References

  1. Data were provided by the Office for National Statistics on request, June 2016. Similar data can be found here: http://www.ons.gov.uk/peoplepopulationandcommunity/healthandsocialcare/conditionsanddiseases/bulletins/cancerregistrationstatisticsengland/previousReleases.
  2. Data were provided by ISD Scotland on request, May 2016. Similar data can be found here: http://www.isdscotland.org/Health-Topics/Cancer/Publications/.
  3. Data were provided by the Welsh Cancer Intelligence and Surveillance Unit, Health Intelligence Division, Public Health Wales on request, June 2016. Similar data can be found here: www.wcisu.wales.nhs.uk.
  4. Data were provided by the Northern Ireland Cancer Registry on request, May 2016. Similar data can be found here: http://www.qub.ac.uk/research-centres/nicr/.

About this data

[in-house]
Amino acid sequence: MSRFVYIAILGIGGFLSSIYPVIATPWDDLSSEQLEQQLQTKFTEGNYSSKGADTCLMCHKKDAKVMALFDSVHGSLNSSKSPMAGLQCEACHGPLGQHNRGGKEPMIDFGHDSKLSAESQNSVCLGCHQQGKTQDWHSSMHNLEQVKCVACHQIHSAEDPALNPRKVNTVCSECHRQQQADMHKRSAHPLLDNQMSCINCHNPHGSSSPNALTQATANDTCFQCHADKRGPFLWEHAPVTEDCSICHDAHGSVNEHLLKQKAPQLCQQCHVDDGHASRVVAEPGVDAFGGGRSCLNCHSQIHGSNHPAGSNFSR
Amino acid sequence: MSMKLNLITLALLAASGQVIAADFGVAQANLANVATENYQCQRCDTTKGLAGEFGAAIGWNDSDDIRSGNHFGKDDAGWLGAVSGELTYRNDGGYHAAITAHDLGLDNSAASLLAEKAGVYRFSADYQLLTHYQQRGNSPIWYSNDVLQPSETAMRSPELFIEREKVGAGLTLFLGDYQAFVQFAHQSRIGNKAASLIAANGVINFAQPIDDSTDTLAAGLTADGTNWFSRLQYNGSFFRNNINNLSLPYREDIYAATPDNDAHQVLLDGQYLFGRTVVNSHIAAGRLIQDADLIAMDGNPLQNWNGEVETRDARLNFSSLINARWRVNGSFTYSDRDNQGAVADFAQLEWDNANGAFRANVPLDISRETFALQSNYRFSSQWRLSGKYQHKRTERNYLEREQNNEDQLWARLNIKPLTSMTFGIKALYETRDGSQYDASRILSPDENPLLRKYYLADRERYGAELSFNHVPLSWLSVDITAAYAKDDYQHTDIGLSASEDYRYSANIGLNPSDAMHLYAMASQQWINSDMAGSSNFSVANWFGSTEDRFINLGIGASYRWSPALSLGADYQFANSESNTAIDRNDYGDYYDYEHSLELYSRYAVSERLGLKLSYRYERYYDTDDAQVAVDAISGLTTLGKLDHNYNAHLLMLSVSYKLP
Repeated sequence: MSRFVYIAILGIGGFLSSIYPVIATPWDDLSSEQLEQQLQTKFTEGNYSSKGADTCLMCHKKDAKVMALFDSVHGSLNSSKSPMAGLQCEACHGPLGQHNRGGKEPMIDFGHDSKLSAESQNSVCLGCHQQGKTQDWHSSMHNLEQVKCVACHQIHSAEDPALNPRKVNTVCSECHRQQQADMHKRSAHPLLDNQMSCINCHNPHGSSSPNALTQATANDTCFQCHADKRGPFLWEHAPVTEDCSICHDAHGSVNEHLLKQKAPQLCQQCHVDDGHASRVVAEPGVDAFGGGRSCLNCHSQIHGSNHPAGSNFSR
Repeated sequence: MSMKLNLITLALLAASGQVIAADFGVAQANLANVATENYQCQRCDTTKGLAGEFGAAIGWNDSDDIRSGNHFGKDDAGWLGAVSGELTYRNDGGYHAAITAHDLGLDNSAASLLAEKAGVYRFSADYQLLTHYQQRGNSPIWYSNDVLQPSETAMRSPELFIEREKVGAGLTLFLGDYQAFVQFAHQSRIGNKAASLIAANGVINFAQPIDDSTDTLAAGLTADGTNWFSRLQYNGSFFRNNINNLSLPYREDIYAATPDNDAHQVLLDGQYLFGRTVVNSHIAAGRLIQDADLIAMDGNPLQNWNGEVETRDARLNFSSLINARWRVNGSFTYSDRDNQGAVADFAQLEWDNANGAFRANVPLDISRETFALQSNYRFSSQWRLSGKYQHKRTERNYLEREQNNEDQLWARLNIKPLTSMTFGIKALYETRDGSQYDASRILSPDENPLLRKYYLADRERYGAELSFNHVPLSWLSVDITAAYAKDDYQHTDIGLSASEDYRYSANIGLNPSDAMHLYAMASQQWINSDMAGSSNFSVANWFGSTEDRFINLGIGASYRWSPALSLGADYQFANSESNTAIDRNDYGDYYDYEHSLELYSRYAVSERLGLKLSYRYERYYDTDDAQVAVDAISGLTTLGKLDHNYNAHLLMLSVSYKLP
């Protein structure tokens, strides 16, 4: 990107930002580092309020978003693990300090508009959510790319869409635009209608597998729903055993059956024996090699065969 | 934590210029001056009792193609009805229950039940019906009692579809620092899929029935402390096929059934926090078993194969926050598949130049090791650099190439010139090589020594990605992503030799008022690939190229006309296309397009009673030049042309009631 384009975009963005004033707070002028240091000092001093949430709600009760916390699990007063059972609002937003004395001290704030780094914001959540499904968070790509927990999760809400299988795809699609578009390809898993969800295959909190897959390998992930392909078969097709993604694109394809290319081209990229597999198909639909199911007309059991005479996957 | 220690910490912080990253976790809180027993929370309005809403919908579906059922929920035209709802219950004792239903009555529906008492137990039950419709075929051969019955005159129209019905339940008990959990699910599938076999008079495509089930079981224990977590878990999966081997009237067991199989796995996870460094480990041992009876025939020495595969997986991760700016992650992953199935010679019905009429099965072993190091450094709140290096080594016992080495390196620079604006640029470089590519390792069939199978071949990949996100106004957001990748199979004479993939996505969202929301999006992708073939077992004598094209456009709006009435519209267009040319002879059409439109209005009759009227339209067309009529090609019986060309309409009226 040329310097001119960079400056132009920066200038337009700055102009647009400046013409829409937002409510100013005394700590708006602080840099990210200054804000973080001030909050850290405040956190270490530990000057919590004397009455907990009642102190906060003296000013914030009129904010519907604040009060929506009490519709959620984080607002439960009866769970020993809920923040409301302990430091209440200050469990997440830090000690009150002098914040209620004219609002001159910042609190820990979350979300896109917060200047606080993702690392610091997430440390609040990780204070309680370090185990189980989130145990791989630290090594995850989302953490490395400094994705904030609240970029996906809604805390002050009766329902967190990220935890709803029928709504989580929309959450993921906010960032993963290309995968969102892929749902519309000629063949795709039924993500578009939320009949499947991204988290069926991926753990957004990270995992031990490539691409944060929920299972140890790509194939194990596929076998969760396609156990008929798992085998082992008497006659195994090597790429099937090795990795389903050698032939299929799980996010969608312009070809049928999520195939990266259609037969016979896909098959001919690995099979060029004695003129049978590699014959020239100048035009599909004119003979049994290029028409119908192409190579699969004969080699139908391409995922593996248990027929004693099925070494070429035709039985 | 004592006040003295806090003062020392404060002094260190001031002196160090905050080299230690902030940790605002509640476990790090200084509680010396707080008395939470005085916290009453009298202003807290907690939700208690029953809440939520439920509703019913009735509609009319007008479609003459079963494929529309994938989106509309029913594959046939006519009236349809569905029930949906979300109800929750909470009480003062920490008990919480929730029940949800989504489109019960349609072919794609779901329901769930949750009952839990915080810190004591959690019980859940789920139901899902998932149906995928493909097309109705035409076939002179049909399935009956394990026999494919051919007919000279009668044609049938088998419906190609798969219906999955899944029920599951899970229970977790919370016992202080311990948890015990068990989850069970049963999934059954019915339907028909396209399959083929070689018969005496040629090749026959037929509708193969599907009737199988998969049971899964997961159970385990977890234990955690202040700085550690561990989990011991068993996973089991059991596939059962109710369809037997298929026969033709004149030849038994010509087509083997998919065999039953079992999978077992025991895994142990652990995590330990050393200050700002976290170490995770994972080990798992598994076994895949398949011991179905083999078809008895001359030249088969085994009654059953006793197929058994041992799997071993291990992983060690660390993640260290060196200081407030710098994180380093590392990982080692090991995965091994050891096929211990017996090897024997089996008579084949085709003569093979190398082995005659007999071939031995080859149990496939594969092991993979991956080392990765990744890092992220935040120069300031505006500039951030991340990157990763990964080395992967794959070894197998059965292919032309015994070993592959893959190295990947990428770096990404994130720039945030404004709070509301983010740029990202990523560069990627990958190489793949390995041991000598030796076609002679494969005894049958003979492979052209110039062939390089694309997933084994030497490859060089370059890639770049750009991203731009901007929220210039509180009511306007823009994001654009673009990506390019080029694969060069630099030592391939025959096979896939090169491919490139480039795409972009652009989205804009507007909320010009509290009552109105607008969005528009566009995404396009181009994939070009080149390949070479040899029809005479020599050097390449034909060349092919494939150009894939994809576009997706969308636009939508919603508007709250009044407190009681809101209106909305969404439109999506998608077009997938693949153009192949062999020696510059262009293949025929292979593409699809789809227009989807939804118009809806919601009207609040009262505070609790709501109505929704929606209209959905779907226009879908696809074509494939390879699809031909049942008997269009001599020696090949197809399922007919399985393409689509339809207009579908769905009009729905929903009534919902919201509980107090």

Data is for UK, 2012-2014, ICD-10 C92.0, C92.4, C92.5, C92.6, C92.8, C93.0, C94.0, C94.2

Last reviewed:

Acute myeloid leukaemia (AML) incidence rates have increased by 73% in Great Britain since the late 1970s.[1-3] The increase is similar for males and females, and for both sexes rates have stabilised in recent years.

For males, European age-standardised Open a glossary item (AS) incidence rates increased by 66% between 1979-1981 and 2003-2005, and have since remained stable – leaving rates in 2011-2013 73% higher compared with 1979-1981. For females, rates increased by 58% between 1979-1981 and 2003-2005, and have since remained stable – leaving rates in 2011-2013 61% higher compared with 1979-1981.

Acute Myeloid Leukaemia (C92.0, C92.4, C92.5, C92.6, C92.8, C93.0, C94.0, C94.2), European Age-Standardised Incidence Rates, Great Britain, 1979-2013

ASR calculated with ESP2013. Not comparable with ASRs calculated with ESP1976.

Over the last decade in the UK (between 2002-2004 and 2011-2013), AML AS incidence rates have increased by 7%, though this includes an increase in males (8%) and stable rates in females.[1-4]

Acute Myeloid Leukaemia (C92.0, C92.4, C92.5, C92.6, C92.8, C93.0, C94.0, C94.2), European Age-Standardised Incidence Rates, UK, 1993-2013